Disaster Risk Management project to assist Rigo District

Nov 2, 2017

Rigo locals have now taken to crossing the Kempwells River by boat after bridges were washed away by recent flooding. Image: ©Nick, Turner/UNDP

Rigo, October 2017 - Papua New Guinea is prone to regular natural disasters. The country faces a steady threat from a wide range of hazards including floods, cyclones, landslides, drought and earthquakes, among others.

To ensure the country can rapidly and successfully recover from a natural disaster the United Nations Development Programme (UNDP) in Papua New Guinea (PNG) has partnered with the National Disaster Centre to ensure that communities are better prepared for future occurrences of both natural and man-made disasters.

UNDP PNG’s Disaster Risk Management (DRM) project will work directly with Provincial Disaster Office’s located in the provinces of Central, Bougainville, Western Highlands, Simbu and Madang to provide technical advice and expertise.

Within each of these five provinces a selected district will be chosen as a focal point for the DRM project’s multi-hazard risk assessment.

The multi hazard-risk assessment will lead to the development of risk profiles, risk baselines and a Disaster Risk Reduction (DRR) plan for each of the selected provinces. This in turn will lead to building community resilience through long-term risk reduction work involving all actors undertaking DRR work in Papua New Guinea.

UNDP National DRM Project Manager, Michael Sembonombo, said that for Central province (along the southern coast of the country), the district of Rigo has been selected due to its high prevalence of risks associated with both sea level rise and inland flooding.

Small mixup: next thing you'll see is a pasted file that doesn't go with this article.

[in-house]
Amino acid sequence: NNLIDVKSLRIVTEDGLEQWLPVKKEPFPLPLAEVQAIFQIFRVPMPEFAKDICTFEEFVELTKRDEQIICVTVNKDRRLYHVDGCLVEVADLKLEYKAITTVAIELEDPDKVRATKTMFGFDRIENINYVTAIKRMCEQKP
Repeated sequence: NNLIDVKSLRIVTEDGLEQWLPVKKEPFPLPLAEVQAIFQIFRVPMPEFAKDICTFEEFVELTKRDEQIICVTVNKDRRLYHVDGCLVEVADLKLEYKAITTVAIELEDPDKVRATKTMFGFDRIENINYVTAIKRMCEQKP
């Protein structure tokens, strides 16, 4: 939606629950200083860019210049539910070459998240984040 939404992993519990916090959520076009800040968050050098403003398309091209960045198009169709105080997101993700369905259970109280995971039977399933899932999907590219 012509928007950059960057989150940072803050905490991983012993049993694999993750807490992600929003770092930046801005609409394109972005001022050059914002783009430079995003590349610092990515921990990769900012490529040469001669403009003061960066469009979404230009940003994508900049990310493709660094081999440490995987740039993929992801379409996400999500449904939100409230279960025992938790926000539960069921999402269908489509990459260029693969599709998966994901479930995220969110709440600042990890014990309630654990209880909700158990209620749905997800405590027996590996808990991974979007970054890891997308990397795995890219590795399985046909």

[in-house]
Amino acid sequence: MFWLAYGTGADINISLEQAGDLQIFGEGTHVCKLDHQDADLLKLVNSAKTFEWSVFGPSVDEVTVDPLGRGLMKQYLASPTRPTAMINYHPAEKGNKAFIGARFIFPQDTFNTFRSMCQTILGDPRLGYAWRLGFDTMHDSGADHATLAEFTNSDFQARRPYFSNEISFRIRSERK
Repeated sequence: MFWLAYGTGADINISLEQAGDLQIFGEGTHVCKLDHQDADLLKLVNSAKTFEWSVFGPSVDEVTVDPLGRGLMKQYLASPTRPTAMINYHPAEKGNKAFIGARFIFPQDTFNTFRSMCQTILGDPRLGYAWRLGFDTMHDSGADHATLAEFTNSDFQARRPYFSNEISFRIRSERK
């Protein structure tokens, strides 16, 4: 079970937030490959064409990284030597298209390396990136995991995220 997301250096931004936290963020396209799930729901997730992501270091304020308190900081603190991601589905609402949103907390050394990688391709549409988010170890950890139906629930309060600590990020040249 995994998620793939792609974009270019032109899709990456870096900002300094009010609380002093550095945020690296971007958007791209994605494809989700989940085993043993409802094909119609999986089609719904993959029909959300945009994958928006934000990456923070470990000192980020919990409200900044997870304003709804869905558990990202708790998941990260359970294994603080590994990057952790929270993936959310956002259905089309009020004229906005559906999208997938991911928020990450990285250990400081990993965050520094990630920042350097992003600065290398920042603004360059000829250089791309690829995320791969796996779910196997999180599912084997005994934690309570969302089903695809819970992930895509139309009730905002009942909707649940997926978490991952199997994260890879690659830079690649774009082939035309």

“The aim of our work is to increase capacity with our partner, the National Disaster Centre, and better inform all actors doing disaster risk reduction work,” Mr Sembonombo said.

“The Central Province Disaster Advisor has selected Rigo as the most at-risk district in the province, so therefore we will focus our multi-hazard risk assessment work here,” he adds.

The low-lying village of Niuiruka is one such area that has recently been affected by heavy rain and inland flooding.

The village received no rain during a torrid El Niño weather pattern that hit PNG during 2015 and early 2016, which saw those living in Niuiruka planting food gardens where the Kemp Wards River would usually flow.

Now, with the dry period over and significant rain causing a rise in river levels, the community has seen its gardens washed away and water levels having now risen to dangerous levels.

“Just three weeks ago we were standing about eight metres below where we are now. That is how much the river has risen,” said Kone Burana, a representative from the Rigo District Administration.

Mr Burana said that with technical assistance being provided by UNDP via the DRM project, he hopes that Rigo district and its residents can be better prepared for future disasters.

“How can we prevent this from happening further is the question we are asking ourselves, and that is where we need UNDP and their technical assistance,” Mr Burana states.

Moving forward, UNDP’s Mr Sembonombo said that the formulation of a long-term disaster risk reduction plan is the end goal.

“What we will do is look at the disaster risk reduction plans and then following this look into long-term community resilience building. That is where we can most effective,” he said.

This project has been made possible with support from the Australian Government’s Department of Foreign Affairs and Trade.

Click here to find out more. 

Slide
Rigo District Administration Representative Kone Burana and UNDP DRM National Project Manager Michael Sembonombo on site at Niuiruka village. Image: ©Nick, Turner/UNDP

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